Your Risk Of A Mental Health Disorder Increases After COVID

The COVID-19 pandemic has had devastating mental health consequences for millions of people around the world, from children still reeling from the impact of extended school closures to older adults who’ve struggled with bouts of profound isolation.

New research published this week shines a light on another group of people whose mental health and well-being have been hit particularly hard over the past two years: people infected with COVID-19.

The findings, published in the peer-reviewed medical journal The BMJ, suggest that people who had COVID-19 were overall about 60% more likely than those who never caught the disease to be battling serious mental health consequences in the year after their initial recovery.

The researchers analyzed the medical records of more than 150,000 adults in the United States who tested positive for the coronavirus between March 2020 and January 2021. They found that those infected with the virus were 35% more likely to develop anxiety disorders and roughly 40% more likely to experience depression or sleep disorders within the year after their diagnosis.

Those who developed COVID were also 34% more likely to have an opioid use disorder and 20% more likely to develop a substance use disorder involving drugs or alcohol.

“While we’ve all suffered during the pandemic, people who have had COVID-19 fare far worse mentally,” study researcher Dr. Ziyad Al-Aly, a clinical epidemiologist at Washington University in St. Louis, said in a statement. “We need to acknowledge this reality and address these conditions now before they balloon into a much larger mental health crisis.”

The connection between COVID-19 and mental health

Researchers have been aware of the link between COVID and mental health struggles since the early days of the pandemic.

A study from the fall of 2020, for example, found that people who had COVID were twice as likely to develop depression, anxiety or dementia in the three months after their diagnosis. The connection appears to be bidirectional, meaning that people with certain mood disorders are at greater risk of developing severe COVID, which is why they were cleared for booster shots before the general public, and that people who are infected are at greater risk of developing mental health issues.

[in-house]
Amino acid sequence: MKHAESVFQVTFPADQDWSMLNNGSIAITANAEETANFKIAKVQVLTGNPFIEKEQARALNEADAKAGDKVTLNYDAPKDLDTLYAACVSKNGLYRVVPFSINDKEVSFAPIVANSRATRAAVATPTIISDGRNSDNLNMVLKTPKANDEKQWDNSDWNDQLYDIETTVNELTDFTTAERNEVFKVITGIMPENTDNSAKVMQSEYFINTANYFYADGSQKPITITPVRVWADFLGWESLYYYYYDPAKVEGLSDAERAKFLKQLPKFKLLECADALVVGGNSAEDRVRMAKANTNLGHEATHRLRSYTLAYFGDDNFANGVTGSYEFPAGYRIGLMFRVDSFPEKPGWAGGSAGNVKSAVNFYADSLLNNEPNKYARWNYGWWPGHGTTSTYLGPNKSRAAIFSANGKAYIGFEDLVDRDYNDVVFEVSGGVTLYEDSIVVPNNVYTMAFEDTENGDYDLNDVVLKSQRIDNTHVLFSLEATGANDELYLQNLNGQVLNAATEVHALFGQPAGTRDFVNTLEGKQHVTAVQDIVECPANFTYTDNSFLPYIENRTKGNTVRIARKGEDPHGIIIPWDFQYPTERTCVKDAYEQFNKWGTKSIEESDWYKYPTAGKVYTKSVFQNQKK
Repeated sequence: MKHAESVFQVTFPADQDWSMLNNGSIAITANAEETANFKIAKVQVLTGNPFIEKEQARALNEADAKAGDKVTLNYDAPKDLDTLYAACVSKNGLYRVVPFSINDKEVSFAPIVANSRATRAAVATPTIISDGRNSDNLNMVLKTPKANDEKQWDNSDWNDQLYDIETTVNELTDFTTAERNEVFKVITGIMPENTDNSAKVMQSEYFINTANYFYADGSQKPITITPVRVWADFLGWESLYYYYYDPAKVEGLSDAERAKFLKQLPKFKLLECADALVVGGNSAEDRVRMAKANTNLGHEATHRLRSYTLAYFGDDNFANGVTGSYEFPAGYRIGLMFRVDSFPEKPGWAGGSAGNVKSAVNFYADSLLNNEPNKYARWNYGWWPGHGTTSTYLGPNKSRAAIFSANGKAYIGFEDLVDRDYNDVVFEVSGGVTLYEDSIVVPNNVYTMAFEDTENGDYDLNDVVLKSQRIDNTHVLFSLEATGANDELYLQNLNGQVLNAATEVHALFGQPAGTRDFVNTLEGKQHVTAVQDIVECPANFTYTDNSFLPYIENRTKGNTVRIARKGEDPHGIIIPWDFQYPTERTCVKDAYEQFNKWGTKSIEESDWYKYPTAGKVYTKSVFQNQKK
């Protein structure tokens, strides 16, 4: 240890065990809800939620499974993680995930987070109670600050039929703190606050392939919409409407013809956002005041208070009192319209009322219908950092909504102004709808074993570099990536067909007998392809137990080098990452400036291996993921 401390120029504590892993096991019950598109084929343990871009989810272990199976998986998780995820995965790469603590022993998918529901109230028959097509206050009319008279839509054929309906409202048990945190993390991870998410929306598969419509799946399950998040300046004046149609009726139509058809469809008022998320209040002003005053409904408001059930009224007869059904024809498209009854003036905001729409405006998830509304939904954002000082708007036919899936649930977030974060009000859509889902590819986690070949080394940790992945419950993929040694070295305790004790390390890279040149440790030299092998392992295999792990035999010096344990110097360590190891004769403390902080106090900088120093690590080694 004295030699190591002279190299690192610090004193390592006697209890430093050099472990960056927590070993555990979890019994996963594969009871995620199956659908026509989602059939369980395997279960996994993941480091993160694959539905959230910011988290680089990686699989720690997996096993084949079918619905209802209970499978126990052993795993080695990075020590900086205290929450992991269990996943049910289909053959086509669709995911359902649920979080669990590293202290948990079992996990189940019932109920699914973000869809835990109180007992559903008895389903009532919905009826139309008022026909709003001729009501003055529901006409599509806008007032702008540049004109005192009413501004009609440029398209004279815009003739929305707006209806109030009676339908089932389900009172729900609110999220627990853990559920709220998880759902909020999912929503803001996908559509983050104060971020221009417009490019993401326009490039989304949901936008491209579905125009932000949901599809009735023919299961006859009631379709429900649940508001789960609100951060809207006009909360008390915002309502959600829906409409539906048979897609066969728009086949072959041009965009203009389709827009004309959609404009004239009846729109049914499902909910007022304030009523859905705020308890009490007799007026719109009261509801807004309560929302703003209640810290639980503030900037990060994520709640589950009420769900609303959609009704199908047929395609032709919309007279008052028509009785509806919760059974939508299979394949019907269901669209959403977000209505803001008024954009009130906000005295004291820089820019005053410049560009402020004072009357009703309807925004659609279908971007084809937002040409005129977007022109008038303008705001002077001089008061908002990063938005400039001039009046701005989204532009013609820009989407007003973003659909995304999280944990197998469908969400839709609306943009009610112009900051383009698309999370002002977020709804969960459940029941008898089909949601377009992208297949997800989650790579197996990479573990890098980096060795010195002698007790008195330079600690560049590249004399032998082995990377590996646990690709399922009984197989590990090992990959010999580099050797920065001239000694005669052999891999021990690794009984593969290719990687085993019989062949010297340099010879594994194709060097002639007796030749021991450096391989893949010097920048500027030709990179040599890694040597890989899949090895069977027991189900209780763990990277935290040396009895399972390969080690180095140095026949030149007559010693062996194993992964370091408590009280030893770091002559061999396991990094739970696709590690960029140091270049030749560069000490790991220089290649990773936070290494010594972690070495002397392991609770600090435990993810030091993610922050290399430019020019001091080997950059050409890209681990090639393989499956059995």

The big question is why, and experts believe the answer is multilayered. Certainly the psychological stress of the pandemic may play a significant role, as can the emotional turmoil of coping with an infection and subsequent symptoms that can arise and last for months on end.

But experts also increasingly believe that COVID itself may have a direct impact on the brain.

“Our findings suggest a specific link between SARS-CoV-2 [the virus that causes COVID] and mental health disorders,” Al-Aly said. “We’re not certain why this is, but one of the leading hypotheses is that the virus can enter the brain and disturb cellular and neuron pathways, leading to mental health disorders.”

Notably, the new BMJ study found that people who’d been infected with the coronavirus were 80% more likely than those who weren’t to be experiencing symptoms of brain fog, such as forgetfulness and confusion.

Researchers are still trying to better understand exactly how COVID may cross the central nervous system and affect the brain. There is even some evidence that otherwise healthy people with relatively mild initial infections can experience brain inflammation, though such cases are rare.

A pressing need for more support

Millions of people are grappling with symptoms of long-haul COVID, as estimates suggest up to 1 in 4 patients struggles with the condition regardless of the severity of their initial infection. There is an urgent need for expanded support and treatment for those people, including those who have developed mental health concerns.

Even before the pandemic, people with mental health disorders slipped through the cracks en masse. More than half of those with mental illnesses do not get treated. But interventions such as therapy and medication can be highly effective, so it is critical to reach out to a primary care physician or mental health professional if you have any concerns.

Experts say the need to connect people with mental health support and care is now greater than ever.

“People need to know that if they have had COVID-19 and are struggling mentally, they’re not alone, and they should seek help immediately and without shame,” Al-Aly said.

If you or someone you know needs help, call 1-800-273-8255 for the National Suicide Prevention Lifeline. You can also text HOME to 741-741 for free, 24-hour support from the Crisis Text Line. Outside the U.S., please visit the International Association for Suicide Prevention for a database of resources.

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